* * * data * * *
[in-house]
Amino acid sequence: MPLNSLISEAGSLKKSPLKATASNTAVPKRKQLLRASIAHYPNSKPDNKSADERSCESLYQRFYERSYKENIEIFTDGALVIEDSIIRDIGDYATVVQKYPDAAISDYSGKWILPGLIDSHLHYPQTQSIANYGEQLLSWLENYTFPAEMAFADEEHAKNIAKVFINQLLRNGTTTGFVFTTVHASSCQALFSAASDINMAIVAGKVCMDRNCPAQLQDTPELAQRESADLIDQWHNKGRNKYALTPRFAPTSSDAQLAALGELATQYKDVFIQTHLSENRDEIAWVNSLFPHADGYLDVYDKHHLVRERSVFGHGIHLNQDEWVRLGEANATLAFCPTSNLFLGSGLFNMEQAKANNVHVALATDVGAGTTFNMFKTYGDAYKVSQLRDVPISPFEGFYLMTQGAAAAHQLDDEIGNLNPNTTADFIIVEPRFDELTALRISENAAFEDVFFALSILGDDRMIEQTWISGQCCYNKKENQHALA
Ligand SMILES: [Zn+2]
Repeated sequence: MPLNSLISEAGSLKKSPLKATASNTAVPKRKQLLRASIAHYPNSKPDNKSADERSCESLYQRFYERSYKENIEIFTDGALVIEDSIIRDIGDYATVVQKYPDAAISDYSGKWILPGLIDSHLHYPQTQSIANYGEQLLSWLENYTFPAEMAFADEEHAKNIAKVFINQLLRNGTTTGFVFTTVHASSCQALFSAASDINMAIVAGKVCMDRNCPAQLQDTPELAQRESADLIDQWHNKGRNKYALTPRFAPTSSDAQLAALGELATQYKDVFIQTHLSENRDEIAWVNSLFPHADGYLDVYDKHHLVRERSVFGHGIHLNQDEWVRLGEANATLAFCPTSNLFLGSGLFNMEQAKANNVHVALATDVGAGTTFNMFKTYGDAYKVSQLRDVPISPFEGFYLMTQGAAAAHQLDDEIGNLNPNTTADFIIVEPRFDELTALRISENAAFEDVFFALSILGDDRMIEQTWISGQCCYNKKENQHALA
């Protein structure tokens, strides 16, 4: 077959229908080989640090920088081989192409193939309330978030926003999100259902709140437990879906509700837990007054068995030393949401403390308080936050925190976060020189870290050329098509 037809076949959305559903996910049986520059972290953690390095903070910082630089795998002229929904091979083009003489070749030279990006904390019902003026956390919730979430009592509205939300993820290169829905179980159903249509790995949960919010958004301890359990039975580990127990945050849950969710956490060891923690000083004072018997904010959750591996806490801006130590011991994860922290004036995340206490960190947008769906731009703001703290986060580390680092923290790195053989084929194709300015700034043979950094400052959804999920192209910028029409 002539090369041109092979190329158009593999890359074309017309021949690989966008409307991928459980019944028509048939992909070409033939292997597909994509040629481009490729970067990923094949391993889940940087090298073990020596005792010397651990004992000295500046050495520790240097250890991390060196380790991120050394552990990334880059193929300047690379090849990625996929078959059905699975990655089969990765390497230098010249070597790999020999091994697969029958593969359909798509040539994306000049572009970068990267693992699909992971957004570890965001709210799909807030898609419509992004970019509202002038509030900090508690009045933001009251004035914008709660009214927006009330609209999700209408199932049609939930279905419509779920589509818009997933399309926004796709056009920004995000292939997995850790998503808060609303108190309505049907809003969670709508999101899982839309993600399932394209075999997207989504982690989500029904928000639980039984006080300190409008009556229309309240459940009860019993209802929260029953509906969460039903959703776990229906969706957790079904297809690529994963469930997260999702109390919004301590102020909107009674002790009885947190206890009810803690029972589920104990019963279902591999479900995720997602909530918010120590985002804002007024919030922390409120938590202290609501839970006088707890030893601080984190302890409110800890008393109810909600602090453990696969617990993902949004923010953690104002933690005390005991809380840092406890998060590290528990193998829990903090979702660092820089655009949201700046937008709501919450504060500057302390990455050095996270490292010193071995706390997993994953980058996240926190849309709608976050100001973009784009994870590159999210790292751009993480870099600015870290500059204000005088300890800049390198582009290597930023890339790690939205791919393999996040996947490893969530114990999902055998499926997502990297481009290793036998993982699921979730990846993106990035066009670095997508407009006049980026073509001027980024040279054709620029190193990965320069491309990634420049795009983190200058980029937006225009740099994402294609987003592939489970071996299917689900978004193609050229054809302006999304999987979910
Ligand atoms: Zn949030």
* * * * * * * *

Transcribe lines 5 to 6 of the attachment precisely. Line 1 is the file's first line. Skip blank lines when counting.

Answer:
């Protein structure tokens, strides 16, 4: 077959229908080989640090920088081989192409193939309330978030926003999100259902709140437990879906509700837990007054068995030393949401403390308080936050925190976060020189870290050329098509 037809076949959305559903996910049986520059972290953690390095903070910082630089795998002229929904091979083009003489070749030279990006904390019902003026956390919730979430009592509205939300993820290169829905179980159903249509790995949960919010958004301890359990039975580990127990945050849950969710956490060891923690000083004072018997904010959750591996806490801006130590011991994860922290004036995340206490960190947008769906731009703001703290986060580390680092923290790195053989084929194709300015700034043979950094400052959804999920192209910028029409 002539090369041109092979190329158009593999890359074309017309021949690989966008409307991928459980019944028509048939992909070409033939292997597909994509040629481009490729970067990923094949391993889940940087090298073990020596005792010397651990004992000295500046050495520790240097250890991390060196380790991120050394552990990334880059193929300047690379090849990625996929078959059905699975990655089969990765390497230098010249070597790999020999091994697969029958593969359909798509040539994306000049572009970068990267693992699909992971957004570890965001709210799909807030898609419509992004970019509202002038509030900090508690009045933001009251004035914008709660009214927006009330609209999700209408199932049609939930279905419509779920589509818009997933399309926004796709056009920004995000292939997995850790998503808060609303108190309505049907809003969670709508999101899982839309993600399932394209075999997207989504982690989500029904928000639980039984006080300190409008009556229309309240459940009860019993209802929260029953509906969460039903959703776990229906969706957790079904297809690529994963469930997260999702109390919004301590102020909107009674002790009885947190206890009810803690029972589920104990019963279902591999479900995720997602909530918010120590985002804002007024919030922390409120938590202290609501839970006088707890030893601080984190302890409110800890008393109810909600602090453990696969617990993902949004923010953690104002933690005390005991809380840092406890998060590290528990193998829990903090979702660092820089655009949201700046937008709501919450504060500057302390990455050095996270490292010193071995706390997993994953980058996240926190849309709608976050100001973009784009994870590159999210790292751009993480870099600015870290500059204000005088300890800049390198582009290597930023890339790690939205791919393999996040996947490893969530114990999902055998499926997502990297481009290793036998993982699921979730990846993106990035066009670095997508407009006049980026073509001027980024040279054709620029190193990965320069491309990634420049795009983190200058980029937006225009740099994402294609987003592939489970071996299917689900978004193609050229054809302006999304999987979910
Ligand atoms: Zn949030």